Directive 2012/29/EU of 25 October 2012 establishing minimum standards on the rights, support and protection of victims of crime, and replacing Council Framework Decision 2001/220/JHA
This Directive aims at approximating national legislation and practices on protection of victims, in particular during criminal proceedings. It replaces Framework Decision 2001/220/JHA of 15 March 2001 on the standing of victims in criminal proceedings, which partly covers the same scope but is less detailed. The EU Member States have to implement the provisions into their national laws by 16 November 2015.
Besides strengthening the rights and obligations compared to the Framework Decision, the Directive brings significant added value since it contains more concrete and comprehensive rights for victims and clearer obligations for Member States. New rights and obligations include:
- Family members of deceased victims are defined as victims and benefit from all rights in the Directive; family members of surviving victims have the right to support and protection. Family members are widely defined and include also non-married intimate partners.
- Accessible and understandable information – All communication with victims must be made in a way that victims understand (linguistically or otherwise); an emphasis is made on child-sensitive communication.
- Access to victim support – Member States must ensure access for victims and their family members to general victim support and specialist support, in accordance with their needs. The Directive specifies the basic level of services that need to be provided. Support is not dependent on the victim having reported the crime. Member States must facilitate referrals from police to victim support organisations.
- Specialist support services must as a minimum provide shelters and targeted and integrated support for victims with specific needs, such as victims of sexual violence, victims of gender based violence and victims of violence in close relationships, including trauma support and counselling.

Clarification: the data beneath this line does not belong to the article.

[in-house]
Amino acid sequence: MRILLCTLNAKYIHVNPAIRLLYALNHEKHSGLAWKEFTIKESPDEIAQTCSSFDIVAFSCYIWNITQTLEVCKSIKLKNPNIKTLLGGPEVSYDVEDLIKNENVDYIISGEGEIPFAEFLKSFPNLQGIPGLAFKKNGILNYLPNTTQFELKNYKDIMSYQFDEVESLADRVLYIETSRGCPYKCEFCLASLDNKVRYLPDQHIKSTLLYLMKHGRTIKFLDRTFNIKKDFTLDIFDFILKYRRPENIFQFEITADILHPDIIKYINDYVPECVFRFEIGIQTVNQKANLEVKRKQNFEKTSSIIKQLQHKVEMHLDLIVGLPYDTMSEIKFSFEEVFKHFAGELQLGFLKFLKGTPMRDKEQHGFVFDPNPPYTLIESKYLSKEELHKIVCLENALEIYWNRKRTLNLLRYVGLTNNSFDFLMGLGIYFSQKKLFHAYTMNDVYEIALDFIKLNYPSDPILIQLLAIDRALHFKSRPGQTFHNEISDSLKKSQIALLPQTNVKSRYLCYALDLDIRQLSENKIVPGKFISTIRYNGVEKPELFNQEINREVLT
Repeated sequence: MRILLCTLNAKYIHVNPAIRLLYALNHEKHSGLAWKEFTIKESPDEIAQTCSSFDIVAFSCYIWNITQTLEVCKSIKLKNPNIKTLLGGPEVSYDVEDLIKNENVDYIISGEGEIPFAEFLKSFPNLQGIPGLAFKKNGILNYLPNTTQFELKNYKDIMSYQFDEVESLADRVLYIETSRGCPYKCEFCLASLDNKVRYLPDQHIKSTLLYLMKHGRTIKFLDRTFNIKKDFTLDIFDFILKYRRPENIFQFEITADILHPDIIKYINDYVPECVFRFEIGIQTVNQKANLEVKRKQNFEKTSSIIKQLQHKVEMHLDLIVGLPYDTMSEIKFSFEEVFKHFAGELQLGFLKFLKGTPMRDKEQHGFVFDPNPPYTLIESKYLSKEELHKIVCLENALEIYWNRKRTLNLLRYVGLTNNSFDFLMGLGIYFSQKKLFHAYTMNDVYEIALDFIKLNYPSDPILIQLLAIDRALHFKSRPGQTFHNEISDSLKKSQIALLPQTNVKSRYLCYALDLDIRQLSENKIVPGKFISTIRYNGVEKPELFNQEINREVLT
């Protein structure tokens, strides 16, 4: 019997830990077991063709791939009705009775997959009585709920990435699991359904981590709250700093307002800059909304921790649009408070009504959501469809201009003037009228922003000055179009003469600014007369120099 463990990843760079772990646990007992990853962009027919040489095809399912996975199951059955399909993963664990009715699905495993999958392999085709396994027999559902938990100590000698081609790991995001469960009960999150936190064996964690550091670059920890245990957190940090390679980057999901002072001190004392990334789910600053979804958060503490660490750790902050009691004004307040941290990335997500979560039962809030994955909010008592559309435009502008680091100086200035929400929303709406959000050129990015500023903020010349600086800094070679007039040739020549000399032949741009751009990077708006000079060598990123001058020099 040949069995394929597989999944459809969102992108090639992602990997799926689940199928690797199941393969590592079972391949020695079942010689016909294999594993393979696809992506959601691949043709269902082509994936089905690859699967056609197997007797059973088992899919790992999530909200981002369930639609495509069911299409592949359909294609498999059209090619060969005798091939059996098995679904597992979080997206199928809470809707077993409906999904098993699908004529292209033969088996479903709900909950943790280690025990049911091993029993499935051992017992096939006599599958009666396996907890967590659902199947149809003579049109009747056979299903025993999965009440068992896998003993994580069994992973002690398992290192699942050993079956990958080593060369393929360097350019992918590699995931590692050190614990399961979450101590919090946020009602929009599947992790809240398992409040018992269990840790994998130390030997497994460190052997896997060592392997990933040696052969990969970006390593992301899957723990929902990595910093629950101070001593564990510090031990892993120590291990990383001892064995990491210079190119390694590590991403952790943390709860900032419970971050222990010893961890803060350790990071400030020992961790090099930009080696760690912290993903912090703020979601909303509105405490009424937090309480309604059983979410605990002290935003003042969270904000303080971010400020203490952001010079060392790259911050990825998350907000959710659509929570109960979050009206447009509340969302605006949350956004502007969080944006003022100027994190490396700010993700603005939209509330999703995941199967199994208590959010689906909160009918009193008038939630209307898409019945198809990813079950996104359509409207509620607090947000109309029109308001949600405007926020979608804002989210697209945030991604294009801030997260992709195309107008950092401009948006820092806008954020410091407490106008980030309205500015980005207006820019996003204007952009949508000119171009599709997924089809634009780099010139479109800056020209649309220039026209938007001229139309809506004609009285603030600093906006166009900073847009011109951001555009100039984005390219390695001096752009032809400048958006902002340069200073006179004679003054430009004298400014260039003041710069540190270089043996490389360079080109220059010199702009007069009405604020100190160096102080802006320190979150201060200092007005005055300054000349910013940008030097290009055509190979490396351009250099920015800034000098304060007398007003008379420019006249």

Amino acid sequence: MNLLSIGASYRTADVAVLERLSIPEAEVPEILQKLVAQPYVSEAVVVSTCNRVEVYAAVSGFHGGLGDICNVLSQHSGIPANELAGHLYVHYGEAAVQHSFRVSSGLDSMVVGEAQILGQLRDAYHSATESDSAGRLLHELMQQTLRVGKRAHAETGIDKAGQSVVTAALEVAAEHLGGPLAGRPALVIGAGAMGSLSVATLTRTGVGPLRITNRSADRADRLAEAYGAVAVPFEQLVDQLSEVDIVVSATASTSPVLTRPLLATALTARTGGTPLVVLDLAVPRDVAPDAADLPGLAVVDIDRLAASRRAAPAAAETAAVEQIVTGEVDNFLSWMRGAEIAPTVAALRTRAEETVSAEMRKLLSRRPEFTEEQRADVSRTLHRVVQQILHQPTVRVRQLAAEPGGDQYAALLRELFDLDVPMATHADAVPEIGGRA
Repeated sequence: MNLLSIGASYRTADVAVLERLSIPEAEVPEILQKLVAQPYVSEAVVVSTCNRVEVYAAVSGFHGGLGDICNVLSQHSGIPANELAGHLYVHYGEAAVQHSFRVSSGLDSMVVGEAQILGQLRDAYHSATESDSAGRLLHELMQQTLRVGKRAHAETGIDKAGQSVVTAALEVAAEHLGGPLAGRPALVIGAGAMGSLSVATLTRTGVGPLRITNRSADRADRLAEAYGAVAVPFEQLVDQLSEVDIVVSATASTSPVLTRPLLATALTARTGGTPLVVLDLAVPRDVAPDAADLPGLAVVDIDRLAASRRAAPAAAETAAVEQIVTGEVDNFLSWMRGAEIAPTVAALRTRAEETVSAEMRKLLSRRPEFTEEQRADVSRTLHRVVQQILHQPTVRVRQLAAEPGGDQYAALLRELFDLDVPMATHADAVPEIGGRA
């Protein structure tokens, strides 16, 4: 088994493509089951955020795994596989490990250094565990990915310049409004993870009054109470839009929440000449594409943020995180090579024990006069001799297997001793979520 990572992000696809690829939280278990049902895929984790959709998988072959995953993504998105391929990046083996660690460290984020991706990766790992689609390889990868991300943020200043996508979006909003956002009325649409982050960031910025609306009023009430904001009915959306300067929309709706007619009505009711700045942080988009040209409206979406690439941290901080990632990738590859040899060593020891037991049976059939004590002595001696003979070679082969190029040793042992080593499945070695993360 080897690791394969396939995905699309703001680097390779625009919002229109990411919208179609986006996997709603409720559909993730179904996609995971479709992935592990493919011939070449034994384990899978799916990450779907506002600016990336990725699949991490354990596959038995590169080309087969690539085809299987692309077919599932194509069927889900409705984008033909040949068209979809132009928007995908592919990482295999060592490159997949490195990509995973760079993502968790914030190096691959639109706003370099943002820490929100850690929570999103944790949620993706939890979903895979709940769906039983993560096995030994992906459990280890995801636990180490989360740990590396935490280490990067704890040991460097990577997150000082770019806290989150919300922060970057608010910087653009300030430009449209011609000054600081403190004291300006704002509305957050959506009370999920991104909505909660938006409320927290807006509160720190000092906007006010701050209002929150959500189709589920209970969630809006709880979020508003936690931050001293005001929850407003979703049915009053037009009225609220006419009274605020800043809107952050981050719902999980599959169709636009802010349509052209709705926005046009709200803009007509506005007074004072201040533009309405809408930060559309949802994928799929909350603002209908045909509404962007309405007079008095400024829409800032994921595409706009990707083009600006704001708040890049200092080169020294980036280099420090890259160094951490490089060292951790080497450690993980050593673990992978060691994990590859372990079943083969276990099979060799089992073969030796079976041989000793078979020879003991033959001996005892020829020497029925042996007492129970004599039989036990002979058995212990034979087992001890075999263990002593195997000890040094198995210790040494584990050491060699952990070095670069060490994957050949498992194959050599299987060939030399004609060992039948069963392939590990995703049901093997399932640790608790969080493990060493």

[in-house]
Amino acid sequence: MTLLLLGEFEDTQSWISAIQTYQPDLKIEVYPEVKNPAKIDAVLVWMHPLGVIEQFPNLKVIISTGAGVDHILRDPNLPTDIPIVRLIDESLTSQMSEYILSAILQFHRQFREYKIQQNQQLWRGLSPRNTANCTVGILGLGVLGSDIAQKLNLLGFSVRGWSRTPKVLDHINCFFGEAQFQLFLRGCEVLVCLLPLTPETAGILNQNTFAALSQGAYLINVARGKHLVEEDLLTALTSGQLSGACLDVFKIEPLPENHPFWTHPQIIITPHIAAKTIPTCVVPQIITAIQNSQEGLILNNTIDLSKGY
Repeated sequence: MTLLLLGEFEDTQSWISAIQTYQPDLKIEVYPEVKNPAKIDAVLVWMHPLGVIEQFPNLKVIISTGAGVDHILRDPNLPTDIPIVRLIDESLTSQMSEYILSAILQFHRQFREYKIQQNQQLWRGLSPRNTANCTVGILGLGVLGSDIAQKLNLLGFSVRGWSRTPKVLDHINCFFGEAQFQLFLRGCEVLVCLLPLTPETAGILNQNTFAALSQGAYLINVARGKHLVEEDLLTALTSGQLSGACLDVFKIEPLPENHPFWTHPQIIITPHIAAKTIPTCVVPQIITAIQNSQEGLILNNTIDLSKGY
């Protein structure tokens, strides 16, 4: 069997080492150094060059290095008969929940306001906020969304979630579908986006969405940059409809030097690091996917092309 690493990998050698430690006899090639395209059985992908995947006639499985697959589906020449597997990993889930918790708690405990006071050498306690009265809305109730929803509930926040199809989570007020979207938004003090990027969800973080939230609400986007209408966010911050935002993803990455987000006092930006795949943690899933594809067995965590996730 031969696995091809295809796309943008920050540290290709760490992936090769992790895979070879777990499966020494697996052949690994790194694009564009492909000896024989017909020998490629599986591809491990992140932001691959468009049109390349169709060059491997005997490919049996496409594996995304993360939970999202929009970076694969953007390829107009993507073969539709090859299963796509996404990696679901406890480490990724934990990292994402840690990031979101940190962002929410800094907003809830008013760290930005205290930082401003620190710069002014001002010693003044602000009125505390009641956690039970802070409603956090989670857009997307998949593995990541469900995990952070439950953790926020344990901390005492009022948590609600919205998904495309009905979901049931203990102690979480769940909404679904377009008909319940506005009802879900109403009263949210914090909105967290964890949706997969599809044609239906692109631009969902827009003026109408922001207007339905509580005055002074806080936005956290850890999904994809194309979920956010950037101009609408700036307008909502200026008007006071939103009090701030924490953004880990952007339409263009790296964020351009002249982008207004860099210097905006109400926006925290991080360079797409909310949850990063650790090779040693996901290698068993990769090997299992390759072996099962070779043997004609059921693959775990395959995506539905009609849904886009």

- Review decision not to prosecute – Victims have the right to be informed about a decision not to proceed with prosecution of the offender and will also have the entirely new right to have such decision reviewed.
- Individual assessment to identify vulnerability and special protection measures – All victims will be individually assessed to determine whether they are vulnerable to secondary or repeat victimisation or intimidation during criminal proceedings. If they have specific needs, a whole range of special measures will be put in place to protect them.
Children are always presumed vulnerable and particular attention will be paid to some categories of victims such as victims of terrorism, organised crime, human trafficking, gender-based violence, violence in close-relationships, sexual violence or exploitation, hate crime and victims with disabilities.
Reference number: 2012/29/EU
Issue date: 25-10-12
Official Journal: OJ L 315, 14.11.2012, pp. 57–73